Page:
Alison and I always sigh as we think about the summer before the collapse of the peace process.
We traveled to Israel and Palestine visiting relatives and historic sites throughout both countries.
We can argue forever about who is to blame for the collapse of the negotiations, but we can’t argue that we came as close as possible to experiencing what peace might one day be like.
Of course, achieving peace between Arabs and Israelis is difficult. Yet more challenging is resolving the age-old conflict between husbands and wives.
As most readers know, my wife Alison, is Jewish and I am Christian. During the trip, we visited my relatives in Jerusalem, Nazareth and Ramallah, and many Jewish and Christian holy sites.
We ate ice cream along a cobblestone street in Petach Tikvah, ordered fish at a crowded restaurant overlooking the Caesaria beach, and spent evenings reminiscing over Taybeh beer at Stones in Ramallah.
'That wasn't pizza. It was a bagel'
We toured Hebron, met an Israeli settler south of the Dead Sea who claimed he was selling “pizza,” and paused along the roadside to watch wild camels sail the desert sands.
We explored the remains of a long lost synagogue in Jericho, toured Nazareth, and bought masonry souvenirs from roadside stands in Nablus.
Who could forget the majestic glow around Jerusalem and the golden Dome of the Rock seen from a hotel balcony?
Or the arguments.
“That wasn’t very nice telling the settler that pizza is supposed to have tomato paste, meat and cheese on it,” Alison huffed.
“That wasn’t a pizza. That was a bagel,” I said.
Or the nagging question, “We’ve been driving a long time. Do we have enough gas?”
But nothing is more annoying that arguing about which way to turn. Alison is a backseat driver and I won’t take directions from my wife.
“What do you mean ‘we’ are lost?” Alison asked with perturbed emphasis. “You are driving.”
The more she told me to turn one way, the more I turned the other.
It doesn’t matter whether you are an Arab or a Jew. Husbands never miss an opportunity to miss an opportunity to take directions from their wives. But more humiliating is having to stop to ask for directions.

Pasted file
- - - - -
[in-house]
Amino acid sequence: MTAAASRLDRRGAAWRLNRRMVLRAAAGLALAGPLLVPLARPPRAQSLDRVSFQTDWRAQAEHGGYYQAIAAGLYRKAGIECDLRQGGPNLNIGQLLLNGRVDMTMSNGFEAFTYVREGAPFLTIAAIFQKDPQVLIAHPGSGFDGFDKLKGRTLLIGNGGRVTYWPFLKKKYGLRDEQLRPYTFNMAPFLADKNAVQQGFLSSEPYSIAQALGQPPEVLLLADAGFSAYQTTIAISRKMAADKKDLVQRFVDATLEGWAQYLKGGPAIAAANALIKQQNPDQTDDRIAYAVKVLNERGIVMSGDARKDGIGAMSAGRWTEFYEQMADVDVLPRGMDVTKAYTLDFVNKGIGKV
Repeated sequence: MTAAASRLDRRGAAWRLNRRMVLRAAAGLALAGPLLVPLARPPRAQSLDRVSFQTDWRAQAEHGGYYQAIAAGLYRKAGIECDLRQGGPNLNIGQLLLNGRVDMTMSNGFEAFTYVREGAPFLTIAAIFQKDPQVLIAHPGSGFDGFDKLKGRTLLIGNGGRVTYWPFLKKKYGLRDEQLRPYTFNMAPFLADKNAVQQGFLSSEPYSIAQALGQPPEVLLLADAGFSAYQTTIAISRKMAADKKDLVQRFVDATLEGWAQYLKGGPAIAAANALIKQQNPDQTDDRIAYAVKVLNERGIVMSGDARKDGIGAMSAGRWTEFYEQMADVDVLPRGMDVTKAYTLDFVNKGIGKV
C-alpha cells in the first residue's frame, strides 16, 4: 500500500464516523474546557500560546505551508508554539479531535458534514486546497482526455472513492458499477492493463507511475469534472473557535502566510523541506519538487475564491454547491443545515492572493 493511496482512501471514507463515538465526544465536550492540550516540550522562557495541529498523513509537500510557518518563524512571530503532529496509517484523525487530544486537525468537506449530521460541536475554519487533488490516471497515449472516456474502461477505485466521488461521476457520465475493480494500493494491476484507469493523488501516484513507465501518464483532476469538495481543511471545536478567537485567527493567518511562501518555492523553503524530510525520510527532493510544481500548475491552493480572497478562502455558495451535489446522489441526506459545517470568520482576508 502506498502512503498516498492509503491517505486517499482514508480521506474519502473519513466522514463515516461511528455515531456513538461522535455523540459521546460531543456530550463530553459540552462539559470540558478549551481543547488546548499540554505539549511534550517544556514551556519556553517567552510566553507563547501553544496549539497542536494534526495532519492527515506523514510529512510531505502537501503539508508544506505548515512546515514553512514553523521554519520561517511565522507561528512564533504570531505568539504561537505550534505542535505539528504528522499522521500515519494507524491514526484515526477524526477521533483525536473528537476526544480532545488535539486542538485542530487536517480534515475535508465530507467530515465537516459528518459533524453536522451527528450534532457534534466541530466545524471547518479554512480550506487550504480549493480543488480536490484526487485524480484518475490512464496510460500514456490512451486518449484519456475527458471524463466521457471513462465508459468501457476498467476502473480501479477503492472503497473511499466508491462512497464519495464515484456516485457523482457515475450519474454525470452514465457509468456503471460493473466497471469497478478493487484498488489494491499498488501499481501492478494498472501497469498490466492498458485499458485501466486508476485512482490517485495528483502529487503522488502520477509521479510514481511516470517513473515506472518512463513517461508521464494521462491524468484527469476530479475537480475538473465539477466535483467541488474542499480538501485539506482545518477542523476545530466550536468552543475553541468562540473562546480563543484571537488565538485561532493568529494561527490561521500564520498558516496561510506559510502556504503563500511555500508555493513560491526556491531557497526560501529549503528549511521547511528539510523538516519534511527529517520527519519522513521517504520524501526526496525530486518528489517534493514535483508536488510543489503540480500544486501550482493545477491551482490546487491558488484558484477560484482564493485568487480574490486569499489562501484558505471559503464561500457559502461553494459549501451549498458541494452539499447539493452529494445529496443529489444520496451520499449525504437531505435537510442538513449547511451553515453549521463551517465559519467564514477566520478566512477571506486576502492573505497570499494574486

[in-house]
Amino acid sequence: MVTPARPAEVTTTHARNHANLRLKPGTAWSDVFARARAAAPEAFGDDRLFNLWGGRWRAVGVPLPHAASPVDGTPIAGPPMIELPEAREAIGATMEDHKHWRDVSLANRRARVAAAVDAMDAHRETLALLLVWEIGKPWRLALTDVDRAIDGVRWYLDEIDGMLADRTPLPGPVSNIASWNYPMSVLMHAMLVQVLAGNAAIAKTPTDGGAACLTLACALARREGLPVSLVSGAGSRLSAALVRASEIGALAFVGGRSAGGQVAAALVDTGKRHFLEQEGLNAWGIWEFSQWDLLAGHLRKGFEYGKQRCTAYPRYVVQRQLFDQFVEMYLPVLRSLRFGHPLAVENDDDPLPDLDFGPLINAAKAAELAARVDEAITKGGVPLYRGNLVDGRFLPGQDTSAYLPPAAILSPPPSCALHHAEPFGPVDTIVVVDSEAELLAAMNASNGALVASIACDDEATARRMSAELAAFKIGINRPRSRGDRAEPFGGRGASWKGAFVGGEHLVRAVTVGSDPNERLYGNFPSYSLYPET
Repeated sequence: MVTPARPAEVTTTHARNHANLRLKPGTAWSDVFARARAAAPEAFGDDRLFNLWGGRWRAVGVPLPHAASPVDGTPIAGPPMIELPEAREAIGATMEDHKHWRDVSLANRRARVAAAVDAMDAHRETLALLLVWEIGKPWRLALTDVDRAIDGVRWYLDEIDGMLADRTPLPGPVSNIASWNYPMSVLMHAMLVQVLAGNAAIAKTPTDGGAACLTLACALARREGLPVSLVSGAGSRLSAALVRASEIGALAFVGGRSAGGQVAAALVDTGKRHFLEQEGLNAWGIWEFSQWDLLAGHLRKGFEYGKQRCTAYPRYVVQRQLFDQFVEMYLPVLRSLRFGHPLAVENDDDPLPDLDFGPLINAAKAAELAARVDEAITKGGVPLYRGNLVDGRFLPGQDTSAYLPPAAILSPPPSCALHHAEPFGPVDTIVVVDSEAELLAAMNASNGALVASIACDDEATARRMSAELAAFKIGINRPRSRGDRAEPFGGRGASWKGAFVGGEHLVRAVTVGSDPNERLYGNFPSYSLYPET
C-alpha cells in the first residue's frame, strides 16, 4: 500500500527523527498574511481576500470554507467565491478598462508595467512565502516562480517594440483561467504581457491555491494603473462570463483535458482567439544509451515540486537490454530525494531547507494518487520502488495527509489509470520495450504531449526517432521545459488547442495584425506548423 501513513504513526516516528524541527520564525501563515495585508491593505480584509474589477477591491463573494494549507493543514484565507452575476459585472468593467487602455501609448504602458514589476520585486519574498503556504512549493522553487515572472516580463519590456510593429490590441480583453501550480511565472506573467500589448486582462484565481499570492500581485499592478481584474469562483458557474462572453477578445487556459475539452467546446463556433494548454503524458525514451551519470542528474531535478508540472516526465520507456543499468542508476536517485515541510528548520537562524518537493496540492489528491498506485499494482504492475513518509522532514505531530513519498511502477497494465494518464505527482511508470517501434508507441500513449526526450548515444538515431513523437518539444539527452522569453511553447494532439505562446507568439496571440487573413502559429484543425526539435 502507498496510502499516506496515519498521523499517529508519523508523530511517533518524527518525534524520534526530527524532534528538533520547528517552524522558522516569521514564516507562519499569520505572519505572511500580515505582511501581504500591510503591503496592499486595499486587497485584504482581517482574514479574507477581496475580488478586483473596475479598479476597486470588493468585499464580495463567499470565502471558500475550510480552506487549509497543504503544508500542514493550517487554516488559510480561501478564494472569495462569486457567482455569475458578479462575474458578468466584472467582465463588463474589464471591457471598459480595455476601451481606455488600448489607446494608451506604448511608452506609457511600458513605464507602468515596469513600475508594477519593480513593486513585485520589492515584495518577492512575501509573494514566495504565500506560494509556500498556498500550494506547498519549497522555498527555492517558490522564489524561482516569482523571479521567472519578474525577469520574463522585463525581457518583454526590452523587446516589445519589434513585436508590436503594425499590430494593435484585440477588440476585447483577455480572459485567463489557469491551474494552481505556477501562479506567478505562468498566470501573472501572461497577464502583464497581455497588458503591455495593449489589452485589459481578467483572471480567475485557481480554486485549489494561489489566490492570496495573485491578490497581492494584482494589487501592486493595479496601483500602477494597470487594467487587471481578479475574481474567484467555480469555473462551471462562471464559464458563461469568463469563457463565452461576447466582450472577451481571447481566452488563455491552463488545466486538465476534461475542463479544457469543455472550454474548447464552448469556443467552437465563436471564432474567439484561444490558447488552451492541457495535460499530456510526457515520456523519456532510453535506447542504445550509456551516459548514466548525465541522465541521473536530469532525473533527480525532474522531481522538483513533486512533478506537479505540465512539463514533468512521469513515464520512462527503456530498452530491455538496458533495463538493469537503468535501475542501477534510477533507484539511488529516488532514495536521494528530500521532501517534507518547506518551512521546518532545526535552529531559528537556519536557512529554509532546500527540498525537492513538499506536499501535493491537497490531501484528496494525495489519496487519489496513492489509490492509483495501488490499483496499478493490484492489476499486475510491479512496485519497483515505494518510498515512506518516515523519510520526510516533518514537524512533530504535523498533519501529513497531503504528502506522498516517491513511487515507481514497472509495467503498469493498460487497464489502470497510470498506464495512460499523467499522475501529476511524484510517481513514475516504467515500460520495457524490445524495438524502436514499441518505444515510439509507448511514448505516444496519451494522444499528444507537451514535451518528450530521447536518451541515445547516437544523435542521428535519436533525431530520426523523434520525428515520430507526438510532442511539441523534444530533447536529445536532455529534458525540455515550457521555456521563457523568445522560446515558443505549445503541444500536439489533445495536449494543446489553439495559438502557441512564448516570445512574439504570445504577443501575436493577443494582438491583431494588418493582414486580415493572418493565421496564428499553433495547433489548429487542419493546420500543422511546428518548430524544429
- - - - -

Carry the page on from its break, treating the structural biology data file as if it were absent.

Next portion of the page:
'Are you OK?'
The place I chose was a docile Israeli military outpost in the Jordan Valley. One of the soldiers, who we later learned was an American named Jason, carefully peered inside our rented car with a puzzled expression.
First, he looked at my wife, who has blonde hair and blue eyes. And then he looked at me, with my jet black hair and dark brown, almost black eyes.
And then he looked back at Alison, maybe just a little concerned, and asked her - not me, her - in Hebrew, “Are you OK?”
When he realized she didn’t speak Hebrew, he repeated it in English.
Once he realized Alison wasn’t my hostage, we spent the next 30 minutes laughing about his concerns, talking about his homeland, New Jersey, and sharing in our hope that this brief respite from conflict would last.
With directions in hand, we were on our way back. But that experience later came in handy.
Returning to Jerusalem, we soon found ourselves in a kosher pickle entering the heart of one of the city’s main Hassidic neighborhoods, which is festooned with large signs cautioning all women to dress modestly.
Alison definitely could not pass the dress code, and all I had to cover her up was a black and white checkered kafiyeh, the kind Yasser Arafat used to wear.
The choice was simple. Either make people angry because you appeared to be immodest and disrespectful, or make people angry because you looked like a member of the International Solidarity Movement.
The choice was simple. Better to look disrespectful.
At least if our car were stopped, Alison could plead she was just a tourist and I a hapless taxi driver who got lost.
If that didn’t work, she could always claim she was my hostage. Oh, I know how much she’d enjoy that.
Ray Hanania is a Palestinian-American writer, peace activist and standup comedian who was raised in Chicago. Hanania has been a champion of Palestinian rights while also advocating peaceful compromise. He is from a Christian family; his father is from Jerusalem, his mother from Bethlehem. His wife and son are Jewish. He is the founder of "Comedy for Peace," which hopes to bring joint Palestinian and Israeli comedy appearances to Israel and Palestine. This new column is exclusive for Ynetnews